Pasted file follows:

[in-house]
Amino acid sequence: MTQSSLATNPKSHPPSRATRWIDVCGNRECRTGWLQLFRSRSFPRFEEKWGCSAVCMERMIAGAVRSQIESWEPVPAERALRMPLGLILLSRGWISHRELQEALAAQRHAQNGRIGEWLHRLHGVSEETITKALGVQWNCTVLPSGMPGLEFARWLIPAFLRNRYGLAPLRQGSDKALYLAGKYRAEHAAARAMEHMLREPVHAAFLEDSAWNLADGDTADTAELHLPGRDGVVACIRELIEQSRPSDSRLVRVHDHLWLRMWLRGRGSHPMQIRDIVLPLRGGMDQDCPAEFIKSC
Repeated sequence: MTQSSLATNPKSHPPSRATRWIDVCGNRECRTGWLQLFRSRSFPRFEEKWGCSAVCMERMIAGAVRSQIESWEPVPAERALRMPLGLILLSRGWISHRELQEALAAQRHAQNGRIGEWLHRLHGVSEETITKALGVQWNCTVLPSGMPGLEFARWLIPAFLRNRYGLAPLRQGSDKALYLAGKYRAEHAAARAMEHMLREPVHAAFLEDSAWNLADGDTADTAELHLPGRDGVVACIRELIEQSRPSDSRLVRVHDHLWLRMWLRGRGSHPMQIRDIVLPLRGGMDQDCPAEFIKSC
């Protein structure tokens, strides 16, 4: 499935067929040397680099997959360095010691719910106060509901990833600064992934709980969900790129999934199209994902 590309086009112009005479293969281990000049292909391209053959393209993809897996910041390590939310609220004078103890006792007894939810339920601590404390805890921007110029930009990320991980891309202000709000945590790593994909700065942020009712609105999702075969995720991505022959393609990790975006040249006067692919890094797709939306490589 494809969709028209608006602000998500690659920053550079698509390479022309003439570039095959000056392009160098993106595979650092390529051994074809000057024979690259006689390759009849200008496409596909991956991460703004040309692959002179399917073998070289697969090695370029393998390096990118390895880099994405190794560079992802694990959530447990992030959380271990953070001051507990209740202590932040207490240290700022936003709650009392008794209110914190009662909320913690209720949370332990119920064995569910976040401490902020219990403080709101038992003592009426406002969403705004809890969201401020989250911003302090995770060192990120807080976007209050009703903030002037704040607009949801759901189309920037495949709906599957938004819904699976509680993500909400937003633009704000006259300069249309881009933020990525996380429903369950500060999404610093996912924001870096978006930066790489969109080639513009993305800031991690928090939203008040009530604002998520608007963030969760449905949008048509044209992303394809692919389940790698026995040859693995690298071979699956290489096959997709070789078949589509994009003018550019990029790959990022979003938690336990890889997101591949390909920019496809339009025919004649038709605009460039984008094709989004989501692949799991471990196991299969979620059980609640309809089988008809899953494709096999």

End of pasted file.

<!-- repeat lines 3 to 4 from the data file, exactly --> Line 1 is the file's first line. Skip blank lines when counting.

Repeated sequence: MTQSSLATNPKSHPPSRATRWIDVCGNRECRTGWLQLFRSRSFPRFEEKWGCSAVCMERMIAGAVRSQIESWEPVPAERALRMPLGLILLSRGWISHRELQEALAAQRHAQNGRIGEWLHRLHGVSEETITKALGVQWNCTVLPSGMPGLEFARWLIPAFLRNRYGLAPLRQGSDKALYLAGKYRAEHAAARAMEHMLREPVHAAFLEDSAWNLADGDTADTAELHLPGRDGVVACIRELIEQSRPSDSRLVRVHDHLWLRMWLRGRGSHPMQIRDIVLPLRGGMDQDCPAEFIKSC
């Protein structure tokens, strides 16, 4: 499935067929040397680099997959360095010691719910106060509901990833600064992934709980969900790129999934199209994902 590309086009112009005479293969281990000049292909391209053959393209993809897996910041390590939310609220004078103890006792007894939810339920601590404390805890921007110029930009990320991980891309202000709000945590790593994909700065942020009712609105999702075969995720991505022959393609990790975006040249006067692919890094797709939306490589 494809969709028209608006602000998500690659920053550079698509390479022309003439570039095959000056392009160098993106595979650092390529051994074809000057024979690259006689390759009849200008496409596909991956991460703004040309692959002179399917073998070289697969090695370029393998390096990118390895880099994405190794560079992802694990959530447990992030959380271990953070001051507990209740202590932040207490240290700022936003709650009392008794209110914190009662909320913690209720949370332990119920064995569910976040401490902020219990403080709101038992003592009426406002969403705004809890969201401020989250911003302090995770060192990120807080976007209050009703903030002037704040607009949801759901189309920037495949709906599957938004819904699976509680993500909400937003633009704000006259300069249309881009933020990525996380429903369950500060999404610093996912924001870096978006930066790489969109080639513009993305800031991690928090939203008040009530604002998520608007963030969760449905949008048509044209992303394809692919389940790698026995040859693995690298071979699956290489096959997709070789078949589509994009003018550019990029790959990022979003938690336990890889997101591949390909920019496809339009025919004649038709605009460039984008094709989004989501692949799991471990196991299969979620059980609640309809089988008809899953494709096999």